Thanks to Barry and Hume for organizing this event for a second year, to all of the photographers for sharing their beautiful photos, and to the audience for giving their support. We look forward to the 2016 photo night!
by Julia Cipriani
Members of the Ottawa Field-Naturalists’ Club are as diverse as the taxa they study: from birders to botanists, highschool students to university professors, backyard garden admirers to conservation officers. The OFNC blog features profiles of members to showcase the incredible array of natural history enthusiasts. Whether you’ve just joined or are a lifetime member, please contact email@example.com if you’d like to share your natural history story!
Many members know Diane as the champion for the Butterfly Meadow at Fletcher Wildlife Garden. Since 2002, she has worked with other very dedicated volunteers to create a beautiful wildflower habitat that supports a large number and variety of butterflies and other insects. For her efforts and commitment, she was recognized as the OFNC Member of the Year in 2008.
Diane’s interest in nature began very early. On summer weekends the kids piled into the car and their parents drove out into the countryside. They picked raspberries, strawberries, blackberries, apples, and walnuts. When Diane was a young child, her father and brothers carried her on their shoulders through Mer Bleue bog to pick blueberries. They spent hours exploring the open spaces around Carlsbad Springs, walking the railway tracks, and searching for winged creatures in the open spaces around the Ottawa Airport and at Mer Bleue.
Using a net her mother made for her out of a clothes hanger, a broom handle, and sheer curtains, Diane netted and preserved her finds. She was enthralled with the discovery of butterflies and more excited by the rarer coppers and Baltimores. Her father created spreading boards with a surface of thin soft pine boards with spaces between to accommodate the various body sizes. The middle was Styrofoam with plywood on the bottom. Diane displayed her specimens, which she researched in the Golden Guides purchased by her parents.
Diane’s brother remembers the time they were chasing a particularly elusive butterfly. He watched her pause to capture something in a pill container. When they finally stopped, Diane showed him her find – a tiny green spider. He is still amazed that Diane had spotted it while concentrating on a butterfly that was zipping around, many yards away. The lesson learned was that chasing insects develops awareness and a keen eye.
Diane remembers good times in Gatineau Park with her cousins, swimming and hunting for frogs, toads, and turtles. The family made regular trips to the Experimental Farm where their mother introduced the kids to garden flowers, one of her interests. They learned the names of trees by matching leaves with the names on the tags of the trees in the Arboretum. Diane is very grateful that her parents introduced their children to the beauty and wonder of the natural world.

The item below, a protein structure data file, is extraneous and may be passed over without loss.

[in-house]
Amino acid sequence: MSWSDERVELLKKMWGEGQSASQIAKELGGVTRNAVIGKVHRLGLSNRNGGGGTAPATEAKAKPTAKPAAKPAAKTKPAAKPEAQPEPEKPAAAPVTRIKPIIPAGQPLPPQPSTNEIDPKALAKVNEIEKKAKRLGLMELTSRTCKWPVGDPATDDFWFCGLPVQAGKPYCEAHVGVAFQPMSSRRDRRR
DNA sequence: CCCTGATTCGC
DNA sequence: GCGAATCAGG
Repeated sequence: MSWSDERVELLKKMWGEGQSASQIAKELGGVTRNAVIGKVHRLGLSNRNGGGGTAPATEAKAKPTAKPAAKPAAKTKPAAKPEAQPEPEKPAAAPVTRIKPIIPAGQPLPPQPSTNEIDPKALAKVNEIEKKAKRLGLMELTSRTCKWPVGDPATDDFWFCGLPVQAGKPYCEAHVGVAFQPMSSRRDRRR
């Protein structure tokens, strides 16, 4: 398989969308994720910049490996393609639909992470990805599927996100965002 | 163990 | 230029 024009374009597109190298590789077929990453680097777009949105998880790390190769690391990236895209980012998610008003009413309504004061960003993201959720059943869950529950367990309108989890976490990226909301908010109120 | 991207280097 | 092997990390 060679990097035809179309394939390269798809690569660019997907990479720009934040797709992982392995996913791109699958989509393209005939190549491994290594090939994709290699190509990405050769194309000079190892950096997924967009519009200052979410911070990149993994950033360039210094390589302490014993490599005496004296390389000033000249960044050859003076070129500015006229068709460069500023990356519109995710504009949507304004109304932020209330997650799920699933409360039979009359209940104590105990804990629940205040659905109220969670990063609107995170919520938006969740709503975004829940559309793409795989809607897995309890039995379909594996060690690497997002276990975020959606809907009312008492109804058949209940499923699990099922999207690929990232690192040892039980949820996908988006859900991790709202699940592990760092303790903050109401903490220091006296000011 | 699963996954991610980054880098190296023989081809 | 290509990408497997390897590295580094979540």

Diane had a wish list of insects she had read about and was determined to find. When asked what her fondest natural history moment was, she described a vivid memory of finding her first praying mantis when she was a teenager. Her passion for exploring the natural world and sharing her knowledge of it with others continued into her twenties. She bought every guide she could get her hands on and her first SLR camera in the late 1970s. In 2007 she bought her first digital camera. That purchase ended her collecting of insects; she caught them on film instead. She is a skilled nature photographer with an amazing capacity for spotting everything and anything. When she is out exploring, Diane always carries her camera and two or three lenses. Her photos have been published in book Papillons de Québec et maritimes by Louis Handfield and on the OFNC web site, and she’s a regular contributor to the FWG photo galleries.
When asked about her most memorable natural history moment, Diane describes the wonder of discovering her first walking stick, on the hub cap of a parked car near her workplace in Aylmer. For the next 15 years, she monitored the activity of walking sticks in that area.
Diane joined an entomology club and enjoyed sharing observations about rare or unusual specimens. She joined the Ottawa Field Naturalists’ Club in 1980. One of her fondest memories with the Club is her first trip to Pelee in the early 1980s. Another highlight was the publication of her five year study of moths of Larose Forest and receiving the OFNC’s Anne Hanes Natural History Award in 2012. Her article, Moths of the Larose Forest, appears in the January to March 2013 Trail and Landscape (volume 74, number 1).